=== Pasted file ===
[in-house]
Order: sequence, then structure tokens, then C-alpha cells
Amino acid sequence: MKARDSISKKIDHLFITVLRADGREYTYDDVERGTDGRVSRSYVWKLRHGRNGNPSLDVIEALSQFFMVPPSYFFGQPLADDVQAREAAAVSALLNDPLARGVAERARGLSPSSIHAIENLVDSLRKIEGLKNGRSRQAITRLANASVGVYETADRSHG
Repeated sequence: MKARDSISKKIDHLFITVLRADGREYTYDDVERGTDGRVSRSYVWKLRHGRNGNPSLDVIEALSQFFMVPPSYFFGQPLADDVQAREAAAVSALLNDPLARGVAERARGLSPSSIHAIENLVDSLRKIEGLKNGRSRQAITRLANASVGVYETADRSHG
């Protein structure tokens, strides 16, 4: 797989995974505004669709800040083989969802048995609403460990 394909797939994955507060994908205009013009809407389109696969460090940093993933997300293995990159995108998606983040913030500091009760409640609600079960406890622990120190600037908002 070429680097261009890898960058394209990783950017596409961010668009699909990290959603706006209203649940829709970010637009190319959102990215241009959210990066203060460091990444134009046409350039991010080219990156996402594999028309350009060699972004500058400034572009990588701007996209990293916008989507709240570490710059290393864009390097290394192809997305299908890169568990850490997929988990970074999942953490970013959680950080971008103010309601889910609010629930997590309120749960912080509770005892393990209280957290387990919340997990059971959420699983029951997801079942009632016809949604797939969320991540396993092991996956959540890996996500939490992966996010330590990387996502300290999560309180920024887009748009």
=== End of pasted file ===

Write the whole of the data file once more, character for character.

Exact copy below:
[in-house]
Order: sequence, then structure tokens, then C-alpha cells
Amino acid sequence: MKARDSISKKIDHLFITVLRADGREYTYDDVERGTDGRVSRSYVWKLRHGRNGNPSLDVIEALSQFFMVPPSYFFGQPLADDVQAREAAAVSALLNDPLARGVAERARGLSPSSIHAIENLVDSLRKIEGLKNGRSRQAITRLANASVGVYETADRSHG
Repeated sequence: MKARDSISKKIDHLFITVLRADGREYTYDDVERGTDGRVSRSYVWKLRHGRNGNPSLDVIEALSQFFMVPPSYFFGQPLADDVQAREAAAVSALLNDPLARGVAERARGLSPSSIHAIENLVDSLRKIEGLKNGRSRQAITRLANASVGVYETADRSHG
């Protein structure tokens, strides 16, 4: 797989995974505004669709800040083989969802048995609403460990 394909797939994955507060994908205009013009809407389109696969460090940093993933997300293995990159995108998606983040913030500091009760409640609600079960406890622990120190600037908002 070429680097261009890898960058394209990783950017596409961010668009699909990290959603706006209203649940829709970010637009190319959102990215241009959210990066203060460091990444134009046409350039991010080219990156996402594999028309350009060699972004500058400034572009990588701007996209990293916008989507709240570490710059290393864009390097290394192809997305299908890169568990850490997929988990970074999942953490970013959680950080971008103010309601889910609010629930997590309120749960912080509770005892393990209280957290387990919340997990059971959420699983029951997801079942009632016809949604797939969320991540396993092991996956959540890996996500939490992966996010330590990387996502300290999560309180920024887009748009």